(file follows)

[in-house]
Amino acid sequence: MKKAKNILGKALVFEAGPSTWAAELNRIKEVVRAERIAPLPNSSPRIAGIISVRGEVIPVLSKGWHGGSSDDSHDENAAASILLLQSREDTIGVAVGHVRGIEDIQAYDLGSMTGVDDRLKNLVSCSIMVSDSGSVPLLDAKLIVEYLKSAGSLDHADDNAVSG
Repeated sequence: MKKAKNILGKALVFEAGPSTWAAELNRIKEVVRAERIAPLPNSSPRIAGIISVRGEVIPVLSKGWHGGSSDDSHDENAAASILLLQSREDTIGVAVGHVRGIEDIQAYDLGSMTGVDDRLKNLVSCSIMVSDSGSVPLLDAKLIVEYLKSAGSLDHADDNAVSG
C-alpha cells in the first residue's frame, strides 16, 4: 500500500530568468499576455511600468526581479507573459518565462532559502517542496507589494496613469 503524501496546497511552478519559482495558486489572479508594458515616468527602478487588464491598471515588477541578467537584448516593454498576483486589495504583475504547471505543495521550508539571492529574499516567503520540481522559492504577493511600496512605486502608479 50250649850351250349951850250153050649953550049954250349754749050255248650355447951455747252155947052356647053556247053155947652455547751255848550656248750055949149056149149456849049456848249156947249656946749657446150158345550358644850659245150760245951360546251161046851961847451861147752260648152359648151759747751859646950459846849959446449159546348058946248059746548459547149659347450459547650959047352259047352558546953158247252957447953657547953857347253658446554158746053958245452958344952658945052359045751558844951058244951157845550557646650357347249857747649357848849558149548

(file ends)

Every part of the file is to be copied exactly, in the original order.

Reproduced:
[in-house]
Amino acid sequence: MKKAKNILGKALVFEAGPSTWAAELNRIKEVVRAERIAPLPNSSPRIAGIISVRGEVIPVLSKGWHGGSSDDSHDENAAASILLLQSREDTIGVAVGHVRGIEDIQAYDLGSMTGVDDRLKNLVSCSIMVSDSGSVPLLDAKLIVEYLKSAGSLDHADDNAVSG
Repeated sequence: MKKAKNILGKALVFEAGPSTWAAELNRIKEVVRAERIAPLPNSSPRIAGIISVRGEVIPVLSKGWHGGSSDDSHDENAAASILLLQSREDTIGVAVGHVRGIEDIQAYDLGSMTGVDDRLKNLVSCSIMVSDSGSVPLLDAKLIVEYLKSAGSLDHADDNAVSG
C-alpha cells in the first residue's frame, strides 16, 4: 500500500530568468499576455511600468526581479507573459518565462532559502517542496507589494496613469 503524501496546497511552478519559482495558486489572479508594458515616468527602478487588464491598471515588477541578467537584448516593454498576483486589495504583475504547471505543495521550508539571492529574499516567503520540481522559492504577493511600496512605486502608479 50250649850351250349951850250153050649953550049954250349754749050255248650355447951455747252155947052356647053556247053155947652455547751255848550656248750055949149056149149456849049456848249156947249656946749657446150158345550358644850659245150760245951360546251161046851961847451861147752260648152359648151759747751859646950459846849959446449159546348058946248059746548459547149659347450459547650959047352259047352558546953158247252957447953657547953857347253658446554158746053958245452958344952658945052359045751558844951058244951157845550557646650357347249857747649357848849558149548